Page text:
Getting lots of response to the Friday Point of View "Pro-life bills take the moral path" by Barbara Holt, president of North Carolina Right to Life Inc. Here's a glimpse of the feedback, largely unedited. Read Holt's piece here
Barbara Holt’s version of morality is vastly different from that of most North Carolinians. Most of our state’s citizens agree that politicians have no role in the private, complex pregnancy decisions that women make every day. Ms. Holt and her allies have been trying to take away a woman’s reproductive autonomy while saying they have the moral high ground. But the facts say otherwise.
They are pushing a sex-ed bill that lies to kids about the so-called risks of abortion despite the fact that not a single, respected medical organization recognizes a causal link between legal abortion and pre-term births. They also tried to take away access to birth control with a bill to allow employers to refuse to cover contraception as part of an employee’s insurance benefits. Two other bills would seriously reduce access to safe, legal abortion care in this state.
And, perhaps the most mean-spirited attacks of all have come through the budget where the Senate purposefully kicks pregnant women off of Medicaid and eliminates the state family planning program.
Barbara Holt and her ilk want to limit every avenue a woman has to planning her family and ensuring their health and well-being. If these bills pass, maternal and infant mortality will increase, and more children will be born into poverty. Plus, the tremendous gains women have made in the workplace and in education would come to a grinding halt. Where is the morality in that?
VP of Public Affairs, Planned Parenthood Health Systems, Inc.
In her June 21, op-ed “Pro-life bills take the moral path,” Barbara Holt makes a lot of claims about what it means to be pro-choice. While there are too many misrepresentations and inaccuracies by Ms. Holt to possibly address them here, I want to make one thing clear—being pro-choice is a moral position.
At NARAL Pro-Choice NC, we believe that women’s lives matter. We believe that women deserve our respect and our trust to make decisions about their reproductive lives. We believe that all women should have the means and opportunities available to make the decision that is right for them—including the decision to raise a child. We believe that a woman has a right to terminate a pregnancy safely, with dignity. We believe in pregnancy prevention including access to contraception and honest and accurate sex education. We believe that you don’t need to think abortion is the appropriate decision to believe that lawmakers shouldn’t be the ones making it.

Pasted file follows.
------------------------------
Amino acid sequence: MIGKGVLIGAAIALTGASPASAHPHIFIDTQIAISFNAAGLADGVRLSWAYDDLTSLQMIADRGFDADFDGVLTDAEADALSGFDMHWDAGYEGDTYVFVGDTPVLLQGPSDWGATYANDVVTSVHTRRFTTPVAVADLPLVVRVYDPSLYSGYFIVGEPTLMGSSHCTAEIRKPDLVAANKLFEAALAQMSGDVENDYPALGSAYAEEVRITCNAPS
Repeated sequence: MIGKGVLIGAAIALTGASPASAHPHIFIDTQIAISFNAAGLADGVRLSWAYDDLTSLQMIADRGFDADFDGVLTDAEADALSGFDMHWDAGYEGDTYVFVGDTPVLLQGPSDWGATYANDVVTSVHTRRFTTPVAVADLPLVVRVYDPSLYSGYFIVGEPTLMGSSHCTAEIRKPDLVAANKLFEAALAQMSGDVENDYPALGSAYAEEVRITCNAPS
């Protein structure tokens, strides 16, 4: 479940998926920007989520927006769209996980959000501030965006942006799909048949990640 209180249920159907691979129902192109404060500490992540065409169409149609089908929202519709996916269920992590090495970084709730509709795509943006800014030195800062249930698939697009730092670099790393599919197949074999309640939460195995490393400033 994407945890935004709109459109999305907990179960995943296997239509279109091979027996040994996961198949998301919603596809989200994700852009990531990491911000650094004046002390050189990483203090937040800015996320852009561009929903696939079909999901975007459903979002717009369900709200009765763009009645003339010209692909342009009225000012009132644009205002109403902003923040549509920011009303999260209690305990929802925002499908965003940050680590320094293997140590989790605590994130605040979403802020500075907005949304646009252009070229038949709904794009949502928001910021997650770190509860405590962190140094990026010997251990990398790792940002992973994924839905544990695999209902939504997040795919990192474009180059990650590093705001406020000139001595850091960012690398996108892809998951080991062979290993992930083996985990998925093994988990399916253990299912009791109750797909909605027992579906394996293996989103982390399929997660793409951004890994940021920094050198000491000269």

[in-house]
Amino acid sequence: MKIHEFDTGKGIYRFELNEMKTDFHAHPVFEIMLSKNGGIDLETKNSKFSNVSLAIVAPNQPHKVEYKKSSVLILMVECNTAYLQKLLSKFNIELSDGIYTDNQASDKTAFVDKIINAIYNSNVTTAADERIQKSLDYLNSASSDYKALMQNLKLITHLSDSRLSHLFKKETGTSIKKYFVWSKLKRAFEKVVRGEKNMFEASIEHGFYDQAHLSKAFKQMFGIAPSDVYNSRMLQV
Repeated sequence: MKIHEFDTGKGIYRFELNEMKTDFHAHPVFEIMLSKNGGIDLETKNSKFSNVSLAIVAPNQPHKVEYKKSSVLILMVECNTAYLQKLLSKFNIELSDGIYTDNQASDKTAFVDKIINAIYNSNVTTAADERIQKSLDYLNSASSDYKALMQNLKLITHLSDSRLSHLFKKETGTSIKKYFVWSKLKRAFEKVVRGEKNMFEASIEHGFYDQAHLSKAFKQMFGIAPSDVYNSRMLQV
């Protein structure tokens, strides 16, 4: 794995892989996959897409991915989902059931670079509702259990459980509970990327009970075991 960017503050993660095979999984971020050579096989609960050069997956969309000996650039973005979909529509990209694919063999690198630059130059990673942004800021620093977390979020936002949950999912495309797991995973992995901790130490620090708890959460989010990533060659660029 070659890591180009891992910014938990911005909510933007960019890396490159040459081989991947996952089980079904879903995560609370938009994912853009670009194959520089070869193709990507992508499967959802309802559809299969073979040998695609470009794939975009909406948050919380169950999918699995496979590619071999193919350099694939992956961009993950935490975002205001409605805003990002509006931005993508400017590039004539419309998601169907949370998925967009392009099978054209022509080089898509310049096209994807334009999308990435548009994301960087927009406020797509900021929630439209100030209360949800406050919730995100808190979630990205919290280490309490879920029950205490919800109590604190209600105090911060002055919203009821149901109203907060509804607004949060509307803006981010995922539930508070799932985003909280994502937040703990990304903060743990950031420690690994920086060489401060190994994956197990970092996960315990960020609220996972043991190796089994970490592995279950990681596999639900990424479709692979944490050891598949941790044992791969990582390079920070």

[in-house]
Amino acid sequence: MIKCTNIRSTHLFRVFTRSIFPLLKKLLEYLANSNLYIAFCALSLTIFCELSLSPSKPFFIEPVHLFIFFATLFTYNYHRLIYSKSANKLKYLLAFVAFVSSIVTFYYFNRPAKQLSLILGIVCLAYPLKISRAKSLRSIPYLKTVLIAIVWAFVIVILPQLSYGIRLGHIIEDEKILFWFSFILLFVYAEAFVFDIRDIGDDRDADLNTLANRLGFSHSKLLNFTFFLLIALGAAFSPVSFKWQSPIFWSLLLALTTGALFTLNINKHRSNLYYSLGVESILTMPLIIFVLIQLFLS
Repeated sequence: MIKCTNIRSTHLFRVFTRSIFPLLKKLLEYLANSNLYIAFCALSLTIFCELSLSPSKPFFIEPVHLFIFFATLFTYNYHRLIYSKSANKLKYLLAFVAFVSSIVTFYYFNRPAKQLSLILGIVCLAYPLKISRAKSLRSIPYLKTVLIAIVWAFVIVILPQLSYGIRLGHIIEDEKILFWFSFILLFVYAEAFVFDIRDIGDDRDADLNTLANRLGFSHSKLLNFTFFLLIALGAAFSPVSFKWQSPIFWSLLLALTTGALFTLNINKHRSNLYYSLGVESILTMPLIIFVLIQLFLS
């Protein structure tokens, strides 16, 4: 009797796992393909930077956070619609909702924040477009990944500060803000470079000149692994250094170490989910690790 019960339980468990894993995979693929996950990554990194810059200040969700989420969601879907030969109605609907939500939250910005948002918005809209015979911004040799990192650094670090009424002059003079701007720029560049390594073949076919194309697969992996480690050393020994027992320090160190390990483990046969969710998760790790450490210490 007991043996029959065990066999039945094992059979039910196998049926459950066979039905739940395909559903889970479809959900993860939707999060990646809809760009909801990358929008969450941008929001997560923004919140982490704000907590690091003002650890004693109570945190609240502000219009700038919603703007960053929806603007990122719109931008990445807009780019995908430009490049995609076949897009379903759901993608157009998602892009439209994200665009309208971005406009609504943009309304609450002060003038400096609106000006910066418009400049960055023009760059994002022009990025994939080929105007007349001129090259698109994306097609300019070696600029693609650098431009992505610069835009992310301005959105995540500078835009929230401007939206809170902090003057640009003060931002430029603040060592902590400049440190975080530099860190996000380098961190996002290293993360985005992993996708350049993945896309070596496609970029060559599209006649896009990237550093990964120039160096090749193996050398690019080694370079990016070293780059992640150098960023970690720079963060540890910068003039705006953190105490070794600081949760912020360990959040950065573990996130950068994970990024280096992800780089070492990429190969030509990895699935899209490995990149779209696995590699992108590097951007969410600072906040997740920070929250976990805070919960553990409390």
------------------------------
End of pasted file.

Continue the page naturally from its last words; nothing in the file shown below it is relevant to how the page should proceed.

So this Monday we will be at Moral Monday, as we are every week, because we believe that women—not politicians—make the best decisions they can for themselves and their families. And there is nothing immoral about that.
Executive Director, NARAL Pro-Choice North Carolina
The recent Point of View by Barbara Holt, from N.C. Right to Life, is a perfect example of why thinking people tend to have a low regard for the anti-choice movement (cleverly, but falsely, self-styled as “pro-life”). Disregard for facts and logic seem to be their stock-in-trade. Why, for example, does Ms. Holt refer to NARAL, Planned Parenthood and other groups as “pro-abortion”? That is plainly and simply false. These groups are pro-choice, not pro-abortion, and there’s a huge difference. NARAL works to reduce the need for abortions, as does Planned Parenthood. Yet, many anti-choice groups are vociferously against birth control, which is (duh!) the best way to reduce abortions.
The “concern” about safety expressed by Ms. Holt is also based on falsehoods. Both surgical and medical (i.e., using drugs, such as the “morning after” pill) abortions are extremely safe, but the anti-choice movement has blown the tiny risks all out of proportion in an attempt to scare women away from having an abortion. Fact is, the risk of death from childbirth is ten times the risk of death from an abortion. Yet, the anti-choice people are not advising women to avoid having babies because it is risky to their health. The pending bill to require abortion providers to have admitting privileges at a hospital is totally unneeded and is a blatant attempt to make it more difficult for these providers to care for their patients. It has nothing whatsoever to do with concern for the woman. Talk about hypocrisy!
How about Ms. Holt’s claim that the protesters want to impose their morality on others? I beg your pardon, are we now in Wonderland along with Alice and the Cheshire cat? The anti-choice people want the government to impose laws that restrict a woman’s right, along with her family and doctor, to make the best choice for her. Their morality would be enforced by the rule of law, with doctors and women facing jail sentences. We pro-choice people don’t ask anyone to do anything that is against their own beliefs and morals. We say that it is up to you to decide for yourself. You say it is up to you to decide for us.